And that is driving overall cancer rates down, researchers...

10 Jan
Do Not Use At-Home COVID Test Swabs in the Throat: FDA

Do Not Use At-Home COVID Test Swabs in the Throat: FDA

Swabs that come with at-home rapid antigen COVID-19 tests should be used in the nose and not the throat, the U.S. Food and Drug Administration warns.

It issued the warning on Twitter...

08 Jan
You Can Help Prevent Cervical Cancer

You Can Help Prevent Cervical Cancer

Cervical cancer is the only gynecologic cancer that can be prevented, yet there were more than 4,000 deaths in the United States in 2021 and nearly 14,500 new cases, the American Cancer Society says.

The best way to prevent this is to make sure you and your children get ...

06 Jan
Could New Blood Test Predict Pregnancy Complications?

Could New Blood Test Predict Pregnancy Complications?

A simple blood test may help spot pregnant women who are at risk for developing preeclampsia -- dangerously high blood pressure during pregnancy -- before it becomes a threat to both mother and child.

Marked by a sudden spike in blood pressure, protein in urine or other ...

05 Jan
'Benign' Adrenal Gland Tumors Might Cause Harm to Millions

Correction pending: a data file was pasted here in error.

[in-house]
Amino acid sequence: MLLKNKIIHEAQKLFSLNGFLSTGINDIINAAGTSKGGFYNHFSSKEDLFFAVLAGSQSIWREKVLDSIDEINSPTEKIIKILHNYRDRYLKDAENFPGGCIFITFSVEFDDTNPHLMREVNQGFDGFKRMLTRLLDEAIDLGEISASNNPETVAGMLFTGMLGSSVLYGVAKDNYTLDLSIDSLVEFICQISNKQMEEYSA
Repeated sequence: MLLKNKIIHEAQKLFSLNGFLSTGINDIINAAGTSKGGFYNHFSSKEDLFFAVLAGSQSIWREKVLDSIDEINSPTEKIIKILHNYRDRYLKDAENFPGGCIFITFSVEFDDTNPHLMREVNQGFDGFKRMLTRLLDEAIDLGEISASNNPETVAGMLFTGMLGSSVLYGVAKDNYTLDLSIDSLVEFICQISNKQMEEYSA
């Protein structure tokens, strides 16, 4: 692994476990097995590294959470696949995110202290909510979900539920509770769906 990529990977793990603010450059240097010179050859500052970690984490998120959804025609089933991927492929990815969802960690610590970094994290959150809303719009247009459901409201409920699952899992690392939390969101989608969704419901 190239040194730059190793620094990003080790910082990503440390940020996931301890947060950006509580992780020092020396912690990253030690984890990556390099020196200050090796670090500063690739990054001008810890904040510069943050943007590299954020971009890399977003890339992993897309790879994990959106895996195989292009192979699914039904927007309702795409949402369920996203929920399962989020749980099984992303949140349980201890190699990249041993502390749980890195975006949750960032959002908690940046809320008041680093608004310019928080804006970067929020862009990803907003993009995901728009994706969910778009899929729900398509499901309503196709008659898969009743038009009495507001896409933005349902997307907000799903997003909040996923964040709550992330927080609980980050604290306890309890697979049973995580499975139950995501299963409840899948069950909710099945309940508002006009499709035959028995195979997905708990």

'Benign' Adrenal Gland Tumors Might Cause Harm to Millions

Millions of people are at increased risk of type 2 diabetes and high blood pressure and don't even know it, due to a hidden hormone problem in their bodies.

As many as 1 in 10 people have a non-cancerous tumor on one or both of their adrenal glands that could cause the g...

04 Jan
Many Cancer Patients Face Mounting Bills Despite Having Insurance

Many Cancer Patients Face Mounting Bills Despite Having Insurance

Many insured cancer patients still experience serious money problems linked to their illness, new research affirms.

For example, nearly 3 out of 4 insured patients with colon cancer have major financial hardship in the year after their diagnosis, which affects their soci...

02 Jan
Make 2022 Your Year for a Free Memory Screening

Make 2022 Your Year for a Free Memory Screening

When it comes to routine health screenings, resolve to include a memory assessment in 2022.

The Alzheimer's Foundation of America offers routine screenings that are both virtual and free every Monday, Wednesday and Friday.

The process is quick, taking about 10 to ...

23 Dec
CT Lung Cancer Screening Saved His Life, and Could Do So for More

CT Lung Cancer Screening Saved His Life, and Could Do So for More

Wolfgang Lehner always considered himself "a triple threat" when it came to cancer risk.

One grandfather died of lung cancer in the 1970s. His other grandfather had his own bout with stomach cancer. And Lehner himself was a smoker.

Although the New York City cinema...

09 Dec
Risk of Vision Trouble Rises in Children With Type 2 Diabetes